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Virus-induced senescence is driver and therapeutic target in COVID-19

Authors

  • S. Lee
  • Y. Yu
  • J. Trimpert
  • F. Benthani
  • M. Mairhofer
  • P. Richter-Pechanska
  • E. Wyler
  • D. Belenki
  • S. Kaltenbrunner
  • M. Pammer
  • L. Kausche
  • T.C. Firsching
  • K. Dietert
  • M. Schotsaert
  • C. Martínez-Romero
  • G. Singh
  • S. Kunz
  • D. Niemeyer
  • R. Ghanem
  • H.J.F. Salzer
  • C. Paar
  • M. Mülleder
  • M. Uccellini
  • E.G. Michaelis
  • A. Khan
  • A. Lau
  • M. Schönlein
  • A. Habringer
  • J. Tomasits
  • J.M. Adler
  • S. Kimeswenger
  • A.D. Gruber
  • W. Hoetzenecker
  • H. Steinkellner
  • B. Purfuerst
  • R. Motz
  • F. Di Pierro
  • B. Lamprecht
  • N. Osterrieder
  • M. Landthaler
  • C. Drosten
  • A. García-Sastre
  • R. Langer
  • M. Ralser
  • R. Eils
  • M. Reimann
  • D.N.Y. Fan
  • C.A. Schmitt

Journal

  • Nature

Citation

  • Nature 599: 283–289

Abstract

  • Derailed cytokine and immune cell networks account for organ damage and clinical severity of COVID-19. Here we show that SARS-CoV-2, like other viruses, evokes cellular senescence as a primary stress response in infected cells. Virus-induced senescence (VIS) is indistinguishable from other forms of cellular senescence and accompanied by a senescence-associated secretory phenotype (SASP), composed of pro-inflammatory cytokines, extracellular matrix-active factors and pro-coagulatory mediators. COVID-19 patients displayed markers of senescence in their airway mucosa in situ and elevated serum levels of SASP factors. Mirroring COVID-19 hallmark features such as macrophage and neutrophil infiltration, endothelial damage and widespread thrombosis in affected lung tissue in vitro assays demonstrated macrophage activation with SASP-reminiscent secretion, complement lysis and SASP-amplifying secondary senescence of endothelial cells, neutrophil extracellular trap (NET) formation as well as activation of platelets and the clotting cascade in response to supernatant of VIS cells, including SARS-CoV-2-induced senescence. Senolytics such as Navitoclax and Dasatinib/Quercetin selectively eliminated VIS cells, mitigated COVID-19-reminiscent lung disease and reduced inflammation in SARS-CoV-2-driven hamster and mouse models. Our findings mark VIS as pathogenic trigger of COVID-19-related cytokine escalation and organ damage, and suggest senolytic targeting of virus-infected cells as a novel treatment option against SARS-CoV-2 and perhaps other viral infections.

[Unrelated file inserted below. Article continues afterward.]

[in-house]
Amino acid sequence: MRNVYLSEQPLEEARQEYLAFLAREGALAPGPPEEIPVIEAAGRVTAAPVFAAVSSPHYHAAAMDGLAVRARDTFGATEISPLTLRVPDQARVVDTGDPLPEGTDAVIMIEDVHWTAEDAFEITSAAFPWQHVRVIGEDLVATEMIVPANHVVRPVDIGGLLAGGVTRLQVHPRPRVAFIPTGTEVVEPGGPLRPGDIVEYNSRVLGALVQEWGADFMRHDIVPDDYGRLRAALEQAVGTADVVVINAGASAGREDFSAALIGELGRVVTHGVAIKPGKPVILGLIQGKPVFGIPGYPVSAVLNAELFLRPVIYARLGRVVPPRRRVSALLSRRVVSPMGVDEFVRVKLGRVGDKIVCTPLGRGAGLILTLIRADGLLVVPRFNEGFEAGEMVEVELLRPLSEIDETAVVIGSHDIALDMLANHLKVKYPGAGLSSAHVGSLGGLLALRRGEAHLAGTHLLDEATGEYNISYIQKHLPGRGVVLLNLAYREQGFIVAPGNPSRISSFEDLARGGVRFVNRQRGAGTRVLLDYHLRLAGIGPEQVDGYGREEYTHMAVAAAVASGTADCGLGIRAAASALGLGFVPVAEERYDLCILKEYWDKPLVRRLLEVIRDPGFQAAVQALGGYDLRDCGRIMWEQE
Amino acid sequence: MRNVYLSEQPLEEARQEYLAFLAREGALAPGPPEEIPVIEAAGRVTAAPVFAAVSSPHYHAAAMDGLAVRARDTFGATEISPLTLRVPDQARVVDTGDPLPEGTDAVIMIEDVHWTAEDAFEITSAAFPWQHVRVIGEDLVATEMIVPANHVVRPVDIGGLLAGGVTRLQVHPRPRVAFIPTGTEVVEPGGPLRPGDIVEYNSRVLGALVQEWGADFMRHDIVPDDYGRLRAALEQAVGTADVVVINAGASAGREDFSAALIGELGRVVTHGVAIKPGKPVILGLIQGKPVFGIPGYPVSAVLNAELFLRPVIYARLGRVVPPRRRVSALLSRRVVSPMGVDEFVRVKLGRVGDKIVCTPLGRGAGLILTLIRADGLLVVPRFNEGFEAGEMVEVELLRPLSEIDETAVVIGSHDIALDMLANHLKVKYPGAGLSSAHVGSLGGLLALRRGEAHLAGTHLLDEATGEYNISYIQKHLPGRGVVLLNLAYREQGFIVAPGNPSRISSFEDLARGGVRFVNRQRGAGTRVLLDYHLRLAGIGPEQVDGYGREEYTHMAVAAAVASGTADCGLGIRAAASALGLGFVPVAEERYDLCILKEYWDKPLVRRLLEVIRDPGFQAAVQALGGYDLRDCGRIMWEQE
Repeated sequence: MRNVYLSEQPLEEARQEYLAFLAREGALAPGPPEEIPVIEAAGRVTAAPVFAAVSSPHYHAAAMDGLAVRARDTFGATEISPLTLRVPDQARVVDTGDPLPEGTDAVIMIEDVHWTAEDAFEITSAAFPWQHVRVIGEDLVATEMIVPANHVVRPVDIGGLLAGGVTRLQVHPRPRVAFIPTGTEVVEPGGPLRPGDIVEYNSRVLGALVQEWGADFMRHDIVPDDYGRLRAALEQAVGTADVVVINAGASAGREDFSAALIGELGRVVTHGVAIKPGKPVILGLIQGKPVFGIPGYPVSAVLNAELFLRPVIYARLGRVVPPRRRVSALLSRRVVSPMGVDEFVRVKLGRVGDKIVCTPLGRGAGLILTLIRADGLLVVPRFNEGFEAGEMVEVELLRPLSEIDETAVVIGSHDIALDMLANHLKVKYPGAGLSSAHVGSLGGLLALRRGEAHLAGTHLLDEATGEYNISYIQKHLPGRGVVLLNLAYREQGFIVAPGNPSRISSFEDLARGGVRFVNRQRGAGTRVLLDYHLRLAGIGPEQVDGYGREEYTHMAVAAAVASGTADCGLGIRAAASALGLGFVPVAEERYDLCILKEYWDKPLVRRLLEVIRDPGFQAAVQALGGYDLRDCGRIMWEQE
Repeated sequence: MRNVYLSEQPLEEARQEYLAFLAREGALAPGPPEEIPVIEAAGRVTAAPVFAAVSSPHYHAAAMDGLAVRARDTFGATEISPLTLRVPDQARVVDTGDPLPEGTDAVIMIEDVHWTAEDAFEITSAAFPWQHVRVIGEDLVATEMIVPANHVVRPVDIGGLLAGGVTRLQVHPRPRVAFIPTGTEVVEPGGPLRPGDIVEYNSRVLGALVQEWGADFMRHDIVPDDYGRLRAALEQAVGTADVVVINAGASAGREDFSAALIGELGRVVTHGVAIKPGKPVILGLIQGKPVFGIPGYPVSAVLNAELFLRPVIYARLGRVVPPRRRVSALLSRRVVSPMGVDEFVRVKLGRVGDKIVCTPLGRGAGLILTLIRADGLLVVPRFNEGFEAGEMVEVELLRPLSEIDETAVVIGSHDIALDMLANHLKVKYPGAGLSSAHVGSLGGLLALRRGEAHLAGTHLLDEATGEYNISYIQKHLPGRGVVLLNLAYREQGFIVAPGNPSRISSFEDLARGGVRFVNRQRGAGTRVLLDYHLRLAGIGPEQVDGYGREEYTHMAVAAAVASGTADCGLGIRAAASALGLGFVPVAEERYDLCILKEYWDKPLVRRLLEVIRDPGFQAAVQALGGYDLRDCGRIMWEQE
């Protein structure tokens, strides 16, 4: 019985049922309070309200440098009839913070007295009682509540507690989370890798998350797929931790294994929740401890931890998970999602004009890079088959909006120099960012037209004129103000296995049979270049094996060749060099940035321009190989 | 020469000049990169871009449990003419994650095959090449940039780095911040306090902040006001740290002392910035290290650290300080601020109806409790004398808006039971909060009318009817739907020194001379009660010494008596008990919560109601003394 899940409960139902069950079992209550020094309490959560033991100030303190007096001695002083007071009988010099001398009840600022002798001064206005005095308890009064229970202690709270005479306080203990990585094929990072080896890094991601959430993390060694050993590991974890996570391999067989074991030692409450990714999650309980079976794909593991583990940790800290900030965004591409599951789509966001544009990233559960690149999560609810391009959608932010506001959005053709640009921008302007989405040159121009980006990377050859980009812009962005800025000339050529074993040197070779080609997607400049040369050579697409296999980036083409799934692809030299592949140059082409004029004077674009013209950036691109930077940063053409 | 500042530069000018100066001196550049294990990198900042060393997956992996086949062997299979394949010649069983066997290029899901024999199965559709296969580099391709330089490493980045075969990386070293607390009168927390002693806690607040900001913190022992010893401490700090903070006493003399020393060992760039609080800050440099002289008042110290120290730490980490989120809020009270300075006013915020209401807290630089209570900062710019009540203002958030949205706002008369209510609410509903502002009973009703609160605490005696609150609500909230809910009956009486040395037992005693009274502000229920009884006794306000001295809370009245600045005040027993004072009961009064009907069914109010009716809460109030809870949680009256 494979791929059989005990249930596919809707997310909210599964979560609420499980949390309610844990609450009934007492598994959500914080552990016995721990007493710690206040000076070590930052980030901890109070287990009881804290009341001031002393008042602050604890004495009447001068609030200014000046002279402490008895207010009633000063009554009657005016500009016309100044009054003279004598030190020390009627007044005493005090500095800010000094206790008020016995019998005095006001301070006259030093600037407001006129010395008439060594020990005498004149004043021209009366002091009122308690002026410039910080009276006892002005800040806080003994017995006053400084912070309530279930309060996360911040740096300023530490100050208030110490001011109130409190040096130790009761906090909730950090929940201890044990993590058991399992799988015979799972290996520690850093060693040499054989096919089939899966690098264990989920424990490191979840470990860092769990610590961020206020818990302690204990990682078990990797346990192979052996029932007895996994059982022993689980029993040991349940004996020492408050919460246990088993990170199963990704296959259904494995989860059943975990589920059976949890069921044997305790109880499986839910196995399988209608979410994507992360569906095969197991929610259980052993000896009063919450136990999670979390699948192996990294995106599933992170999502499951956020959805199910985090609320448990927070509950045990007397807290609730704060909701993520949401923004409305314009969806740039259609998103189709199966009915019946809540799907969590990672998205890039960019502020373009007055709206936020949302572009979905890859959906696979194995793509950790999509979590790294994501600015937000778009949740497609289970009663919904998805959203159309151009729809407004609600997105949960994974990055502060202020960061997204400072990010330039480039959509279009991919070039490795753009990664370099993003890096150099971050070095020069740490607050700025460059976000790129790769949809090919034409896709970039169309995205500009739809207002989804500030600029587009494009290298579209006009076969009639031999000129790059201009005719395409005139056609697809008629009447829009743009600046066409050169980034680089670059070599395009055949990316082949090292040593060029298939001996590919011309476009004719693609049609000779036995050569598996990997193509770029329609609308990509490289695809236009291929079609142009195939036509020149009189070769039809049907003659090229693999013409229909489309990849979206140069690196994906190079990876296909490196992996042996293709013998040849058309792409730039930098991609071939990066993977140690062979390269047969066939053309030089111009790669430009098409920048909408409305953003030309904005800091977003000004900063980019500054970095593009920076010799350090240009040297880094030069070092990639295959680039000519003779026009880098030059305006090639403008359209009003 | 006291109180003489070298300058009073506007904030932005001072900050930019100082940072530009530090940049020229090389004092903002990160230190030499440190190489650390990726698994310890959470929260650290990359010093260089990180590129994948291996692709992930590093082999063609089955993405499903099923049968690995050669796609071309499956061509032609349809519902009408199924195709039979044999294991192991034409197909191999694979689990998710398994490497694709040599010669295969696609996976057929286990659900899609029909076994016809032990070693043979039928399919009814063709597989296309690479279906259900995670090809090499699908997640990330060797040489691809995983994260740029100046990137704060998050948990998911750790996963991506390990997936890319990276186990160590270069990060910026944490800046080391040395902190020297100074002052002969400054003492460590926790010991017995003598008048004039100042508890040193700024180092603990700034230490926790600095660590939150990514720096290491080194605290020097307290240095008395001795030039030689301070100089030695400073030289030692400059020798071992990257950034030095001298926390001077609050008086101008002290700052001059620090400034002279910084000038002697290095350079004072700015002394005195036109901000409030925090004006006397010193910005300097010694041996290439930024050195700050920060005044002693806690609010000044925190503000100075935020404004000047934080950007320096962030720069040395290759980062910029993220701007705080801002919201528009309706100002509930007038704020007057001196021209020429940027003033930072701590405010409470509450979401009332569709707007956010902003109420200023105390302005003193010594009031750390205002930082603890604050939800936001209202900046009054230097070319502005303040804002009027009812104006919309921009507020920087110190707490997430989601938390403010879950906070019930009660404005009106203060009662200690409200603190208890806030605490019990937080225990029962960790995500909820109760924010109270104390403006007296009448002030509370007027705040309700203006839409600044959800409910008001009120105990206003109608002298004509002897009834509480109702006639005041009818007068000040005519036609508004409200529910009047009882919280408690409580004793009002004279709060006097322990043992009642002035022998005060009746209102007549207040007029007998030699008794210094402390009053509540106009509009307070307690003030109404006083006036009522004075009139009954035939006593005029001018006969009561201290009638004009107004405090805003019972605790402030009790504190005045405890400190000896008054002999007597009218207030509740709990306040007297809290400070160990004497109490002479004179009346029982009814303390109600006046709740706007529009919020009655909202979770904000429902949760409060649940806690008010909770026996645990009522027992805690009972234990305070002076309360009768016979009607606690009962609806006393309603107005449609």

DOI

doi:10.1038/s41586-021-03995-1